Ian Johnson wrote in the New York Review of Books, “When I looked at rural unrest in China a decade ago , I was surprised that many farmers found out by watching television news that they were being overtaxed. Aware that local officials were overtaxing locals and causing riots, the authorities in Beijing broadcast new tax codes, making sure that people knew that it was not government policy to tax them to death. Some locals rioted and many others filed class-action lawsuits---but in the end local taxation was reduced (and eventually eliminated entirely). This wasn’t despite central government efforts, but because of them. The result is that rural protests, which were a regular feature of 1990s China, are far less common.” [Source: Ian Johnson, New York Review of Books, December 22, 2011]

Tax Revolts in the 1990s in China

In May 1998, unhappy farmers staged a demonstrations to demand tax relief. When a provincial Communist Party officials tried to negotiate he was taken hostage. A thousand riot police were called in before it was over numerous people were injured and 28 cars were damaged. Eleven people were arrested. A leader was given a sentence of 11½ years in prison.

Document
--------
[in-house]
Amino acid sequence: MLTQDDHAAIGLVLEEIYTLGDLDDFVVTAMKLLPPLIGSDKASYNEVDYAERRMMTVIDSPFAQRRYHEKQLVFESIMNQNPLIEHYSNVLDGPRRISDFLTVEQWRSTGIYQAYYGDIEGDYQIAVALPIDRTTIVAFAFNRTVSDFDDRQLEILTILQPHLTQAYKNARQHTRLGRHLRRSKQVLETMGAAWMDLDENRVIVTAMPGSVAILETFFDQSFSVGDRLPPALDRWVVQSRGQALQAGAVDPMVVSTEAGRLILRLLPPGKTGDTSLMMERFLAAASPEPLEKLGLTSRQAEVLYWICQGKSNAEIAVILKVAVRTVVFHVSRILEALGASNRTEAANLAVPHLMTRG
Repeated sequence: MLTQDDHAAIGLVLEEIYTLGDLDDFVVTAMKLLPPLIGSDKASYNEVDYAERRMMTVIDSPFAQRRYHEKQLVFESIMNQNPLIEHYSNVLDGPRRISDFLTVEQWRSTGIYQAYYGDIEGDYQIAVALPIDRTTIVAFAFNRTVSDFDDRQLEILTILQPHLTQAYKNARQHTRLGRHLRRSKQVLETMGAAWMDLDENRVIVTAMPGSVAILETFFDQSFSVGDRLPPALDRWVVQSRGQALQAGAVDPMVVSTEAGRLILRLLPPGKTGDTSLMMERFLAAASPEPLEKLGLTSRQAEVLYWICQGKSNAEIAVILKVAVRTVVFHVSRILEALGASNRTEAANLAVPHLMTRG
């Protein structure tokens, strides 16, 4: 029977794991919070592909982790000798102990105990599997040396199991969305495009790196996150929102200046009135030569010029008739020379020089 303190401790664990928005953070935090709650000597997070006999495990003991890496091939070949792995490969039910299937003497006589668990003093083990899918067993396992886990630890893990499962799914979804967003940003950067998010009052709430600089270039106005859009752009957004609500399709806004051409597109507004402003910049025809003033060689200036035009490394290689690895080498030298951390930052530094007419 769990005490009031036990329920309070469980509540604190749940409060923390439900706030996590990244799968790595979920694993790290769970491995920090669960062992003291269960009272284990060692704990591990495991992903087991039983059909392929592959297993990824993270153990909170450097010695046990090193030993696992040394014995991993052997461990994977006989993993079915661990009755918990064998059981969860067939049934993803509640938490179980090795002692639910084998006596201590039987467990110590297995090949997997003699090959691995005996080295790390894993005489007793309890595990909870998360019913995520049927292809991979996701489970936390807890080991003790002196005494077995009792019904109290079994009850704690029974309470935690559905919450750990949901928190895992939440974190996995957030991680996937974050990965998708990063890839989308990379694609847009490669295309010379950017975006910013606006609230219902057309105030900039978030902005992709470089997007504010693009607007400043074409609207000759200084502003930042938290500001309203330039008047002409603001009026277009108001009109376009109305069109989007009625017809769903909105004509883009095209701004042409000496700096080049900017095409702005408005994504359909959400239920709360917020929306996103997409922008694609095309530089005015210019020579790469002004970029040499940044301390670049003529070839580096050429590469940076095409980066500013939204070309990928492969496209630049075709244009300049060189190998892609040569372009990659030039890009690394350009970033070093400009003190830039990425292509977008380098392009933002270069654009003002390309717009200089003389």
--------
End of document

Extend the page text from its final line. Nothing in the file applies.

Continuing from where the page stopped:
In January 1999, a revolt broke out after a peasant committed suicide because he couldn't pay an arbitrary tax on slaughtered pigs levied by a local official to coincide with the Chinese New Year. Over 10,000 angry peasants marched on party headquarters, overturned the cars of Communist officials. The People's Armed Police had to called in to restore order.